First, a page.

You have proven why many of us old timers (people who have been here longer than 3 years) aren't that active/have left Hubpages altogether. Snarkiness toward other hubbers, as exhibited in your responses, never reared its head years ago. However, respect and decorum for other contributors, apparently have been cast aside. I consistently had Hubscores in the high 90s to 100, but not anymore. I want to write about life's experiences and not about the proper way to thread a needle or how to put a leash on my dog.
Snarky? That last sentence really sums up how nasty a person you can be. You must have learned that somewhere.
Oh, by the way, in case you have forgotten, you might take the time to go over some of the old forums from years ago. Hubbers did not feel the need to always display "respect and decorum". Maybe you have a selective memory defect?
(I have been here over 3 years.)
Exactly what is your problem? Now you are saying I'm a nasty person with selective memory defect? It appears the person with an attitude is you and quite frankly, much to your chagrin, you are not the be all to end all in the writing community. My discussion with you is done and I neither have the time nor the inclination to engage in your sarcasm any longer. Have a nice day.
I'm not sure I understand you, pagesvoice. The QAP moderators do only the most basic checks and I am sure none of your Hubs would ever have failed QAP.
In this thread we are talking about unFeaturing for lack of engagement - which is achieved using an automated filter, with no human intervention. It is NOT in any way a reflection on the Hub's quality - it is purely and simply based on the amount of traffic the Hub is receiving.
That may seem nonsensical, but it is driven by the fact that HubPages relies almost entirely on Google for its readership - so its priority is to provide exactly what Google likes.
When HP was doing well, it could afford to accept all kinds of articles, whether Google liked it or not (provided it didn't actually break any of Google's rules). Times are tougher now, so HubPages has changed its attitude: if Google isn't sending traffic to your article, that could be a sign of dislike - so HubPages will hide it from Google's eyes altogether, just in case.
Some of us don't agree with the necessity of that policy - but HubPages is a business. They're not providing this platform just so we can enjoy writing whatever we feel like because that doesn't work any more - they need to make a profit. The old model stopped working some time ago and they have to make changes to survive. That may not suit many of us, but it is their site and they're entitled to make those decisions.
So explain to me why content is moved from HubPages after being unfeatured here and goes to live elsewhere and instantly gets a lot more traffic from Google - which is sustained and grows over time.
It's not just me - it's a trend an awful lot of people have noticed. To my mind the only possible explanation is that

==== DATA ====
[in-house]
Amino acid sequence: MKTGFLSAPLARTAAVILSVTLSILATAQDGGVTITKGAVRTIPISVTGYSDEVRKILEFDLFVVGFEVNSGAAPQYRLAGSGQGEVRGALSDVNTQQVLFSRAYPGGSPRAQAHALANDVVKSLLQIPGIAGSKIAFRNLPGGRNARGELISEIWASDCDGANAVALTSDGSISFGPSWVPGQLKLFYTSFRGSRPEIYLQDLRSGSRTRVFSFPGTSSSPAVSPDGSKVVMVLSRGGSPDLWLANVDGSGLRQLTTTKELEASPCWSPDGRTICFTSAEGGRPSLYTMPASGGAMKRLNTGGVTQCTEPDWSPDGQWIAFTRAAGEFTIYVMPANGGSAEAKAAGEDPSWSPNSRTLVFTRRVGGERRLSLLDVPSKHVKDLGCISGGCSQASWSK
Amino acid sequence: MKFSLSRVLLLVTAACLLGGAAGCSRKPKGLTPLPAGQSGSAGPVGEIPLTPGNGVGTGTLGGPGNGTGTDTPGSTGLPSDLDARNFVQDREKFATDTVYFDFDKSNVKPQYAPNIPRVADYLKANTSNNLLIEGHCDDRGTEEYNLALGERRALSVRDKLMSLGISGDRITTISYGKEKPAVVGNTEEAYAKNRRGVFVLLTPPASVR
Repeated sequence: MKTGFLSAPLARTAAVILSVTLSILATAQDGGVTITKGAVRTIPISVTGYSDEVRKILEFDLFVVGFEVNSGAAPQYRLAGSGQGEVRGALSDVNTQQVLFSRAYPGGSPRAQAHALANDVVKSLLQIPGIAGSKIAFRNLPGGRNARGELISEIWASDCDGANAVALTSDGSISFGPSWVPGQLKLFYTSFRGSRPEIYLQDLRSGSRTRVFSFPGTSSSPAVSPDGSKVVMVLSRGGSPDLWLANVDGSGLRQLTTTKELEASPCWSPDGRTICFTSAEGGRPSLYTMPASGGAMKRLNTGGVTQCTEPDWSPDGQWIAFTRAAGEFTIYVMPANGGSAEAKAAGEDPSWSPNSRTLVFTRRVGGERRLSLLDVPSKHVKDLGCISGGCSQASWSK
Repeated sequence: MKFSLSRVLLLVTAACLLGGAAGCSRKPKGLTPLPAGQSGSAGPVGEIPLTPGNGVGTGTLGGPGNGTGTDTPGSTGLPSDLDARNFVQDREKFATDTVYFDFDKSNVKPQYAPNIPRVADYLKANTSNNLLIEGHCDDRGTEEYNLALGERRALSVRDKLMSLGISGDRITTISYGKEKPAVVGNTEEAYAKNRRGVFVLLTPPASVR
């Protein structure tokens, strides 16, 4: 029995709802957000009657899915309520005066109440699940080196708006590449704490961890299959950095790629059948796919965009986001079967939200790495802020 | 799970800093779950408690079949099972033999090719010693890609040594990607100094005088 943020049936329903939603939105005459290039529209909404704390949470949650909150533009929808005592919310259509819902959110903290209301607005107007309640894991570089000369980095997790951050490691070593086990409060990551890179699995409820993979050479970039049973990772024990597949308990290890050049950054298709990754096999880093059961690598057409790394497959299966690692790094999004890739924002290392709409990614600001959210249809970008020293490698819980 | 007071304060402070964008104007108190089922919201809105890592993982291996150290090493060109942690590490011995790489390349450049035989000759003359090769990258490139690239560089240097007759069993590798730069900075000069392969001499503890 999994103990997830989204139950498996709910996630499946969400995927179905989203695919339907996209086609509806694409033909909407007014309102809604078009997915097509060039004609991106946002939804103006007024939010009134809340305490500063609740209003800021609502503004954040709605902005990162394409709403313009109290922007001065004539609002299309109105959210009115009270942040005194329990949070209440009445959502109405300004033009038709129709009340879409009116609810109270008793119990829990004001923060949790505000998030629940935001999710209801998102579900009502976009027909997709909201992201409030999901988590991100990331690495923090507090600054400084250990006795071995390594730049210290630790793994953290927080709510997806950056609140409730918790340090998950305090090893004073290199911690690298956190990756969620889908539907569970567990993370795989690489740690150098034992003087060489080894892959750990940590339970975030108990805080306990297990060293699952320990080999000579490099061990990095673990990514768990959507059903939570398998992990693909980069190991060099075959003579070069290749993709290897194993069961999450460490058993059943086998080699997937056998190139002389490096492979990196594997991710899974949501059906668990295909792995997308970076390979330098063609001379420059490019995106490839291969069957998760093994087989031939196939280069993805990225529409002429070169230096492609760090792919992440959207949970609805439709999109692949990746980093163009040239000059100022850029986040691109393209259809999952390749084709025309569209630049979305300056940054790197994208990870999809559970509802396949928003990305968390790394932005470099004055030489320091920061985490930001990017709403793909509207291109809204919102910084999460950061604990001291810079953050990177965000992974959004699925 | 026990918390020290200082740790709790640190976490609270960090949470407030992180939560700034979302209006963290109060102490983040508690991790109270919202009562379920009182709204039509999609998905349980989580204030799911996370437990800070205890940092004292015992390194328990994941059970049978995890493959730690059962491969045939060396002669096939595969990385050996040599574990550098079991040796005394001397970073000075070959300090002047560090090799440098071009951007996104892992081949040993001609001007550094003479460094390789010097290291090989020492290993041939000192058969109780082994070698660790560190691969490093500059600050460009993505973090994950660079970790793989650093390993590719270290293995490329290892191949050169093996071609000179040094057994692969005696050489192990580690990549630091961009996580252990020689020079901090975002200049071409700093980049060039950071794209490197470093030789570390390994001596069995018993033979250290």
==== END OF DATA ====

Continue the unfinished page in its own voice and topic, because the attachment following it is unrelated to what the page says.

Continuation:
(1) the HubPages mechanism for unfeaturing hubs is far too blunt and/or does not understand what Google wants to see
(2) Google really hates HubPages
Or, there's internal competition here that is getting the traffic for the keywords that you're targeting. When you move those hubs, you'll no longer have that internal competition.
I'm not saying the mechanism they've chosen is a good one, just explaining why they had to shift from the "we'll take whatever you write" philosophy.
We all know unFeaturing is a clumsy weapon and HubPages itself has admitted it causes a lot of "collateral damage", but it's their business.
So what are those of us who write seasonal hubs supposed to do? My traffic is going to fluctuate widely depending on the time of year. Does this mean that HP is no longer a good place to publish seasonal hubs? Gardening is very popular topic. I would think that HP would want these types of hubs but the reality is that with 75% of my hubs unfeatured due to low traffic because it's winter, I no longer feel welcome here despite the fact that I have been here 8 years, longer than most hubbers.
I don't think you should feel that you are no longer welcome here. I do think, however, that what is happening to you is a glitch in the system that needs to be addressed, and probably will be at some point.
This is exactly why I feel that unfeaturing due to traffic is a mistake. Too many people like you are getting hurt by this practice.
In a few months Spring will arrive. I would wait until then, make some minor updates and republish. It's not the best answer, but may be the only one.
If you leave a Hub unpublished for more than a week or so, Google will wipe the slate clean, forgetting all the good reputation and links and age it has built up.
I think the only solution for seasonal Hubs is to make a minor edit - just one sentence will do it - so it goes back through QAP and gets Featured again. Keep doing that as necessary until the spring traffic picks up. That way you can maintain it in Google's good books.
It's not a strategy I suggest for evergreen Hubs but I can't see any other solution for seasonal ones.
I was not aware of this. Glad to know about it. Thanks
Egads! I have more than 50 hubs unfeatured. I can't imagine having to update them over and over and over and over . . .
Yes, that's why I don't recommend it UNLESS it's seasonal fluctuations that are causing the unFeaturing. It is just an endless treadmill.